PhD-student: Efficient robust inference
Devise algorithms and design uncertainty models that make it possible to efficiently draw robust conclusions and make safe decisions in practical applications. Apply state-of-the art
learning & optimization techniques and create software implementations ready for public use.
Mathematics & Computer Science
Computer Science ,
Industrial and Applied Mathematics
Robust uncertainty models (such as imprecise probabilities) make it possible to draw conclusions (inferences) that are reliable in the face of a limited amount of data or model uncertainty. Even in a big-data world, these situations occur often. These models enable safety, trust, and reliability for applications in AI and other fields. They are more expressive, but generally also more complex than classical uncertainty models. The challenge is therefore to choose or design uncertainty models that allow for efficient inference and to actually develop the algorithms that make it possible to compute those inferences efficiently. The exact topic of the PhD research is determined together with you and can range from theoretical to applied. We encourage you to express your preferences or even formulate your own research proposal.
Some example topics:
- learning robust surrogate models of complex systems;
- hybrids of qualitative and credal networks (generalizations of Bayesian networks);
- inference algorithms for finitary robust probabilistic models (such as sets of desirable gambles).
What you will be doing
In collaboration with your supervisor and other researchers in the field, you will
- carry out research on the determined research topic;
- develop and maintain software tools that implement your research results;
- publish your results in scientific papers and elsewhere;
- present your results at international scientific meetings.
In collaboration with colleagues at TU/e, you will contribute to the group's teaching and supervision activities.
Finally, you will personally write and defend a PhD thesis that bundles your results as a coherent whole.
The Uncertainty in Artificial Intelligence (UAI) group is a new and quickly growing group embedded in the AI cluster at the Eindhoven University of Technology. This cluster aims at developing foundations of AI for the present and the future. This includes the design of new AI methods, development of AI algorithms and tools with a view at expanding the reach of AI and its generalization abilities. In particular, we study foundational issues of robustness, safety, trust, reliability, tractability, scalability, interpretability and explainability of AI.
We are looking for candidates that match the following profile well:
- passionate about mathematics with a strong affinity to computer science (so MSc in Mathematics, Computer Science, or a related field);
- inquisitive and analytical nature;
- independent, but also a good team player;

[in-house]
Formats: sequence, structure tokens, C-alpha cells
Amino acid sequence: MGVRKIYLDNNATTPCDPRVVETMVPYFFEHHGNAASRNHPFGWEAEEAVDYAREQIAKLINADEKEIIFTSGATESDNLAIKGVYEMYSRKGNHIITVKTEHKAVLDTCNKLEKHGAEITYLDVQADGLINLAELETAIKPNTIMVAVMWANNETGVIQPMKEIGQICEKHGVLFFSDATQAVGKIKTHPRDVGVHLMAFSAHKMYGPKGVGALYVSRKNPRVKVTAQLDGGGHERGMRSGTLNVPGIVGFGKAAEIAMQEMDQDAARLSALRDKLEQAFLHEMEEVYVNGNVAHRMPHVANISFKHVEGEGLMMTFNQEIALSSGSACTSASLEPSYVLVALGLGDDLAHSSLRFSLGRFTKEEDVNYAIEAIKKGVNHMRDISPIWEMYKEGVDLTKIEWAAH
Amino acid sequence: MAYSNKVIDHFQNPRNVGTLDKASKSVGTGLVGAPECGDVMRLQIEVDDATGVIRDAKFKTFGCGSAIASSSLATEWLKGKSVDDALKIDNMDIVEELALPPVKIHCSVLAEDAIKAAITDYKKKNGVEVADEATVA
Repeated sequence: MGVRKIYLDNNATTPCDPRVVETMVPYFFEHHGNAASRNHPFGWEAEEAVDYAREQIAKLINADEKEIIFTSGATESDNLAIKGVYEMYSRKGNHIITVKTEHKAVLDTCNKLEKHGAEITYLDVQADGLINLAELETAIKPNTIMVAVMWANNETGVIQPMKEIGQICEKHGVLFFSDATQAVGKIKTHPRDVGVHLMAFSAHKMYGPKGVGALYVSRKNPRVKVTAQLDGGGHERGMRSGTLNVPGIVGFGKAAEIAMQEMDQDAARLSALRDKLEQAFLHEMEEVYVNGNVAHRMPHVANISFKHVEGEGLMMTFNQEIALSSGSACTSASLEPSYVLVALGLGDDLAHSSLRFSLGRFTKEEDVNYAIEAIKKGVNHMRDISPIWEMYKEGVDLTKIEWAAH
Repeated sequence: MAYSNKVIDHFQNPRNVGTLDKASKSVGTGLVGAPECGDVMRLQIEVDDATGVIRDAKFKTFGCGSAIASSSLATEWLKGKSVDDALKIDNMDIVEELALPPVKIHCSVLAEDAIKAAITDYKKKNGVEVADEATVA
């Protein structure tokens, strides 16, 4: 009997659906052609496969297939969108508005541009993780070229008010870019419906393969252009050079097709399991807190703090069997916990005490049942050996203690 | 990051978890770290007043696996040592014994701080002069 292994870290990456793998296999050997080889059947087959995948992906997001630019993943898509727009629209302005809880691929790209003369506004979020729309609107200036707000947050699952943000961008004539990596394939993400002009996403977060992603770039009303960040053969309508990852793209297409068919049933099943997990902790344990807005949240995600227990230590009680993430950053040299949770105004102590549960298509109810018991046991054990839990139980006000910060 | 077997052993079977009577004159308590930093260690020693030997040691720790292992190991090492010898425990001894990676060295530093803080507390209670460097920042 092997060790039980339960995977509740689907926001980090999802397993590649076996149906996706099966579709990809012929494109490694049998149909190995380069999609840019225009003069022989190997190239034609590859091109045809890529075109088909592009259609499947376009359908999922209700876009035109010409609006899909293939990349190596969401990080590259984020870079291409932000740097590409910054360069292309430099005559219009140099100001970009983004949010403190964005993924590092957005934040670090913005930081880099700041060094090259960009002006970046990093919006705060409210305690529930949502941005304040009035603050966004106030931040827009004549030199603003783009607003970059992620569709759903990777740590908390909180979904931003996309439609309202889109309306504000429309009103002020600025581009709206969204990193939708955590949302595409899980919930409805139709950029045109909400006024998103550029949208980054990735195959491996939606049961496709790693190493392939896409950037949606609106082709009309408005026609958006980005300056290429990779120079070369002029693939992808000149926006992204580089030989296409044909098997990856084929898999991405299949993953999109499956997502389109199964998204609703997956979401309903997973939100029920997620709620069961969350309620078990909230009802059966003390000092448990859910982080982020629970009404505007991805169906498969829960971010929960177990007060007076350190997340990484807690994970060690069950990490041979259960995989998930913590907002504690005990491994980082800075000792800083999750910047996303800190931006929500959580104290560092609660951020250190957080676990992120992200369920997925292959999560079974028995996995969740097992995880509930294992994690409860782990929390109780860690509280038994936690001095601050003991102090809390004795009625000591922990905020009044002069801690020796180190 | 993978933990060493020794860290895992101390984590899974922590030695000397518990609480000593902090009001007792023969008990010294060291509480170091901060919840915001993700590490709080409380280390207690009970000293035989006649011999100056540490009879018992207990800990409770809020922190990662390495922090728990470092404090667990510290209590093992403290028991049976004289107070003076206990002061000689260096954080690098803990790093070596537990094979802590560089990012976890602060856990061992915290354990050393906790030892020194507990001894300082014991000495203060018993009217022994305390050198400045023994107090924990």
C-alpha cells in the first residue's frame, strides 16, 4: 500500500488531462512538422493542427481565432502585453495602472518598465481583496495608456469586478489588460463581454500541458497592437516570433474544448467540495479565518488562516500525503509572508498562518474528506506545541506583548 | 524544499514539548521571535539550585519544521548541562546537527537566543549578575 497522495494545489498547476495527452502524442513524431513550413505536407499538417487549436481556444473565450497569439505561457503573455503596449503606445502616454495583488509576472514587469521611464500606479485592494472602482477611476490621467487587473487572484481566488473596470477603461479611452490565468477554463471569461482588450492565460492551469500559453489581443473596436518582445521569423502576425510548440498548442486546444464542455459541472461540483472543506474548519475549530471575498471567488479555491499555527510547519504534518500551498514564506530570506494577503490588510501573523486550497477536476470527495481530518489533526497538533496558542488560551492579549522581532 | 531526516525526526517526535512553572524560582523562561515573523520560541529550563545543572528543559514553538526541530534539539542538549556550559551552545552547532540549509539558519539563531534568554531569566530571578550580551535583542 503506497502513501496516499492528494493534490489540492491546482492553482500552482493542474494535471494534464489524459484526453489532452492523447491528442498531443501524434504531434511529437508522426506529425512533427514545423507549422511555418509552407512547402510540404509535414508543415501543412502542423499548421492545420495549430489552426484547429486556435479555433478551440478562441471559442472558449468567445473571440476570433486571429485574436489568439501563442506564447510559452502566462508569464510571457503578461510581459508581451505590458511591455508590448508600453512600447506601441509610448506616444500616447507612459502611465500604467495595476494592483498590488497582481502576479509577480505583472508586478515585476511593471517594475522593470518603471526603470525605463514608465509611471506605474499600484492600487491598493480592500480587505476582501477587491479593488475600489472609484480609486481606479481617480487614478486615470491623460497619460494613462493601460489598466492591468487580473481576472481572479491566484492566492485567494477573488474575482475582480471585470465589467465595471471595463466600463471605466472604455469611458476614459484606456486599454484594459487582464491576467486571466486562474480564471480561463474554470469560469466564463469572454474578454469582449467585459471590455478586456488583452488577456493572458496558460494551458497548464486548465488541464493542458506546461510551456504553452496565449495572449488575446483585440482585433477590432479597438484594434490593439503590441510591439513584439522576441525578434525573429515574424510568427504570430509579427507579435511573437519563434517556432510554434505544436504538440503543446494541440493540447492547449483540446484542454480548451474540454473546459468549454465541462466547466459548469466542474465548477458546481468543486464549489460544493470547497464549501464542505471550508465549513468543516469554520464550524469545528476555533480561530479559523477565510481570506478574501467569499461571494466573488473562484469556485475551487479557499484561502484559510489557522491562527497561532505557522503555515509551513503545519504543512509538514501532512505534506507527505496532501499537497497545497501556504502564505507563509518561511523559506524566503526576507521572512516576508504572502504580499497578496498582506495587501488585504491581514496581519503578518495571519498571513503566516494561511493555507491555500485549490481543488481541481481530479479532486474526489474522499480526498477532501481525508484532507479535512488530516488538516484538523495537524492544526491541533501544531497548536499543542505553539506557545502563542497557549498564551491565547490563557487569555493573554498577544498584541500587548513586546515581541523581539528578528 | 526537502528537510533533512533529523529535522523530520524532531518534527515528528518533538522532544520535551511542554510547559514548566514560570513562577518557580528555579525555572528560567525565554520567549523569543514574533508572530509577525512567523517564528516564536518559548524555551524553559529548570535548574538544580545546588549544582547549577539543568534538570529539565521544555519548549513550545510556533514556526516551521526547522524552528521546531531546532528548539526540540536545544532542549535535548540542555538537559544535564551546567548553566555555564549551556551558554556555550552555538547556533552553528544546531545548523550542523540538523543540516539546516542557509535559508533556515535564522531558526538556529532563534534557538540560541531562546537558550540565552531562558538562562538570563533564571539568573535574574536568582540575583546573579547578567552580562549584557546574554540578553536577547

- self-critical, persevering, and with an eagerness and capacity to learn;
- a clear and effective speaker, writer, and presenter (English);
- a programmer that produces well-structured, clean, and efficient code (experience in languages and tools used in AI is a plus).
Make sure that in your application you demonstrate with concrete examples or describe how you meet these requirements. Highlight your strong points and also mention your weaker points.
We offer you:
- An exciting job in a dynamic work environment
- A full time appointment for four years at Eindhoven University of Technology (www.tue.nl/en)
- The salary is in accordance with the Collective Labour Agreement of the Dutch Universities, increasing from € 2,395 per month initially, to € 3,061 in the fourth year.
- An attractive package of fringe benefits, including end-of-year bonus (8,3% in December), an extra holiday allowance (8% in May), moving expenses and excellent sports facilities.
Informatie en sollicitatie
If you are interested in this PhD student position, use the ‘apply now’ button.
In your application, in English, you must include:
- a structured motivation letter including your research experience, research interests, and a short outline of the preferred research topic (up to two pages and less than 7000 characters);
- a CV including education history, relevant courses and theses, and, if available, previous research experience, teaching experience, or other relevant professional experience (up to two pages);
- a list including at least your MSc thesis (or theses), but also any abstracts, papers, presentation slides, recorded presentations, public code, etc. ordered by relevance (we will likely not look beyond the first three entries, apart from the MSc thesis), each accompanied by a link allowing us to access the material;
- contact details of or recommendation letters (with contact details) from 2 references.
For further information concerning the position, please contact. dr. ir. Erik Quaeghebeur
For information concerning employment conditions you can contact:
HR Services Mathematics and Computer Science (HRServices.MCS[at]tue.nl)
More information on employment conditions can also be found here: